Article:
Taking a Knee

While watching the first two games of the NBA Finals, I was struck by the fact that we’re not seeing the same controversy about National Anthem protests as we see in the NFL. So what’s the difference? It’s not like the NBA stars aren’t engaged in discussions about current events.

  • In 2014, NBA players took the floor wearing “I can’t breathe” tee shirts, calling attention to the choke-hold death of Eric Garner in New York.

  • The Golden State Warriors chose to take Washington DC kids to the African American Museum rather than visit President Trump in the White House.

  • When LeBron James gave his views on current events, he was asked by political commentator, Laura Ingraham to “Shut up and dribble.”

While there was much written and discussed about these incidents and others, most of what we hear from NBA management is supportive. Golden State Warrior Coach Steve Kerr and San Antonio Spur coach Greg Popovich have been outspoken in their support of the players’ right to express themselves.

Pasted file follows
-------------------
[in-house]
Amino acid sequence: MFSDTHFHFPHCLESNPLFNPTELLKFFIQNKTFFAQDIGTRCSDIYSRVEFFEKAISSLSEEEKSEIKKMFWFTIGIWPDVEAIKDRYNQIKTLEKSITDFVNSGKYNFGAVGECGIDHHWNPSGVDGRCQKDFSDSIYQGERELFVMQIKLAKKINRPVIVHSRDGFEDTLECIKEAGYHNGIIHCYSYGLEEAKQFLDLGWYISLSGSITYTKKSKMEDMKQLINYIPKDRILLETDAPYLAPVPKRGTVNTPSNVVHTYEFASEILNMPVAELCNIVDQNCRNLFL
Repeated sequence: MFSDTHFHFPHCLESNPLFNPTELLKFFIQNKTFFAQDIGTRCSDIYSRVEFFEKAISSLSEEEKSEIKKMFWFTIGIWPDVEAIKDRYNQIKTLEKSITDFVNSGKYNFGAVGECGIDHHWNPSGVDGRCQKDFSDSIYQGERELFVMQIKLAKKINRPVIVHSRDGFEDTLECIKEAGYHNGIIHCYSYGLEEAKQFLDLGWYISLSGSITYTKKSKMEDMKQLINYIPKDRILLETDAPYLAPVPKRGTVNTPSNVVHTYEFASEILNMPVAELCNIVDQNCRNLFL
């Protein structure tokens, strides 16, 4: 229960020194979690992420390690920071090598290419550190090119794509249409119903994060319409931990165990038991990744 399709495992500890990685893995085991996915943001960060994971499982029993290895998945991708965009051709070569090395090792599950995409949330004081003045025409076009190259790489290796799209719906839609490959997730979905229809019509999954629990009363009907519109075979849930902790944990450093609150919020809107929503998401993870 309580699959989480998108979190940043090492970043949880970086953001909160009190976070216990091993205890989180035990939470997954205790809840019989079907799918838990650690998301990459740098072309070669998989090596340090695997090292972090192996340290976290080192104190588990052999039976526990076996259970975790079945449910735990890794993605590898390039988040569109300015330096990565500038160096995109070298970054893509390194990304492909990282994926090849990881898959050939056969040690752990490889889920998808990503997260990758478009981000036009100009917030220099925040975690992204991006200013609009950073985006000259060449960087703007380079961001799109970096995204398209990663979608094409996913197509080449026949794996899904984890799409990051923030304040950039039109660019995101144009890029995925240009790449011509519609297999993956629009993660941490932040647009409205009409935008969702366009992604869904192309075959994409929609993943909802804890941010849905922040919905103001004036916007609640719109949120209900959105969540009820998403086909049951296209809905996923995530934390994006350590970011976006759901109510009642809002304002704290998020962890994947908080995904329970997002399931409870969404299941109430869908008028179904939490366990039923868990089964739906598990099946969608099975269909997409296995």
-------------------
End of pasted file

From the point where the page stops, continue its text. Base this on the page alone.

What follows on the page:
On the other hand, as the NBA Playoffs were taking place, the NFL was making news announcing their new rule requiring players to either stand for the National Anthem or not come out of the dressing room. Former San Francisco 49er Colin Kaepernick and Eric Reid have not been able to find jobs in the NFL since they chose to take knees during the National Anthem. Last October at the NFL Owners Meeting, Houston Texan owner Bob McNair said the league cannot allow “inmates running the prison” in regard to players’ national anthem protests.

It’s ironic that while the NBA also has a rule requiring the players to stand respectfully for the National Anthem, the players appear to be choosing not to challenge it. It’s my opinion that the NBA owners and management look to their players as business partners. The owners realize that both sides need each other for the league to prosper. I believe that NFL management looks at their players as commodities that can be replaced. While both leagues are making billions of dollars there seems to be a lot more anxiety and distrust in the NFL than the NBA.

Many of us believe professional sports is a fantasy land filled with well-paid celebrities. While there’s a lot of truth in that, there still needs to be a certain amount of cooperation within the franchises and leagues. To be successful, everyone needs to be pulling the rope in the same direction. I’d love to hear how this works in our daily lives. Please leave your comments on how cooperation works wherever you are in the employment hierarchy.

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